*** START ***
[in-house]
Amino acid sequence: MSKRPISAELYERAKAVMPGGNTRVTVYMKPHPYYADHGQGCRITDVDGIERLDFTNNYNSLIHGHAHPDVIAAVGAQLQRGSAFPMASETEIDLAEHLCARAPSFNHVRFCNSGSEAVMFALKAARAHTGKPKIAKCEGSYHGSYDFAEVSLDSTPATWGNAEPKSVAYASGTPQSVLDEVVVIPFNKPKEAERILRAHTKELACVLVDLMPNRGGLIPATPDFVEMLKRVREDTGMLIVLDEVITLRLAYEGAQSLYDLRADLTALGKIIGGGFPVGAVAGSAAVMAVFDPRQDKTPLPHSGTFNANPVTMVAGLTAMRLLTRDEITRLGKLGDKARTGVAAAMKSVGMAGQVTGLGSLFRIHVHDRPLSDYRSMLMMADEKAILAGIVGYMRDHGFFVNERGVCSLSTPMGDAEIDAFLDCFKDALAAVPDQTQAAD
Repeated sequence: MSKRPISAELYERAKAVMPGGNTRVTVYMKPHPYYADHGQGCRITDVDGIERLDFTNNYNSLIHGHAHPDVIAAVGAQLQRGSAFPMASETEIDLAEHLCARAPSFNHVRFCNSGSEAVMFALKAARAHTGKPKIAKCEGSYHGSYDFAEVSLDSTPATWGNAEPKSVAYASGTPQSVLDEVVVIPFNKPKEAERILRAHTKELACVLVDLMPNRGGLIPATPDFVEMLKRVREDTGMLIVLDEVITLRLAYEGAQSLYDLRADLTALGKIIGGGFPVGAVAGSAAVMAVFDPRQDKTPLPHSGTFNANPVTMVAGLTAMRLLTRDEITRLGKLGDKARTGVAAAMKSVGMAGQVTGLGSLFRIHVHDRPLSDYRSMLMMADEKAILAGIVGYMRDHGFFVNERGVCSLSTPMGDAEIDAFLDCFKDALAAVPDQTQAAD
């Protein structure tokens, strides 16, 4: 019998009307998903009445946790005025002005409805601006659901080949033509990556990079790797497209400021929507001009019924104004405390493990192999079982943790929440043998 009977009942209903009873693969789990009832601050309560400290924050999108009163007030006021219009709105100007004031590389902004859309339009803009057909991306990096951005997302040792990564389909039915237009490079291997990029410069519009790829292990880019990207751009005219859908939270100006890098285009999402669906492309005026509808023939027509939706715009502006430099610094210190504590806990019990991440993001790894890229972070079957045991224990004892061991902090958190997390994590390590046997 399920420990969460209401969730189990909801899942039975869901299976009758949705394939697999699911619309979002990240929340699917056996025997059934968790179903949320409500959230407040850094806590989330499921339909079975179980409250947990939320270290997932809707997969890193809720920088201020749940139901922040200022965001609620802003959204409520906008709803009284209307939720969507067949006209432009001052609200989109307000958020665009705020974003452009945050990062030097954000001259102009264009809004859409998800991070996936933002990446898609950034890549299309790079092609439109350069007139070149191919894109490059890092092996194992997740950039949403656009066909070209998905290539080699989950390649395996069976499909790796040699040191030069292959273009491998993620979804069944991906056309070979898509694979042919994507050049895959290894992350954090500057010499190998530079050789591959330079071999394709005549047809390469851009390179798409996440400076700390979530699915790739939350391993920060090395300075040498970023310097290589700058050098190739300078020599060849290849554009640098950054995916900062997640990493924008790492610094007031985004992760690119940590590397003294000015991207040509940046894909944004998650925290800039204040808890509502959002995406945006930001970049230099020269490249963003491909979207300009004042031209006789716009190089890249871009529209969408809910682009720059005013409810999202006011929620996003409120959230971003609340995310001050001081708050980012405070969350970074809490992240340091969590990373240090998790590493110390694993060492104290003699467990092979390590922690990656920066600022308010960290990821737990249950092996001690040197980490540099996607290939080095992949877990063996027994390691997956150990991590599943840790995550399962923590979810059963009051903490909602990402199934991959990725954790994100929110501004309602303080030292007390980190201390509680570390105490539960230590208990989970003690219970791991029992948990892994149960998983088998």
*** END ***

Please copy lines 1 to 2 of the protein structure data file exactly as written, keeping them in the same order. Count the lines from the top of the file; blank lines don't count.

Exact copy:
[in-house]
Amino acid sequence: MSKRPISAELYERAKAVMPGGNTRVTVYMKPHPYYADHGQGCRITDVDGIERLDFTNNYNSLIHGHAHPDVIAAVGAQLQRGSAFPMASETEIDLAEHLCARAPSFNHVRFCNSGSEAVMFALKAARAHTGKPKIAKCEGSYHGSYDFAEVSLDSTPATWGNAEPKSVAYASGTPQSVLDEVVVIPFNKPKEAERILRAHTKELACVLVDLMPNRGGLIPATPDFVEMLKRVREDTGMLIVLDEVITLRLAYEGAQSLYDLRADLTALGKIIGGGFPVGAVAGSAAVMAVFDPRQDKTPLPHSGTFNANPVTMVAGLTAMRLLTRDEITRLGKLGDKARTGVAAAMKSVGMAGQVTGLGSLFRIHVHDRPLSDYRSMLMMADEKAILAGIVGYMRDHGFFVNERGVCSLSTPMGDAEIDAFLDCFKDALAAVPDQTQAAD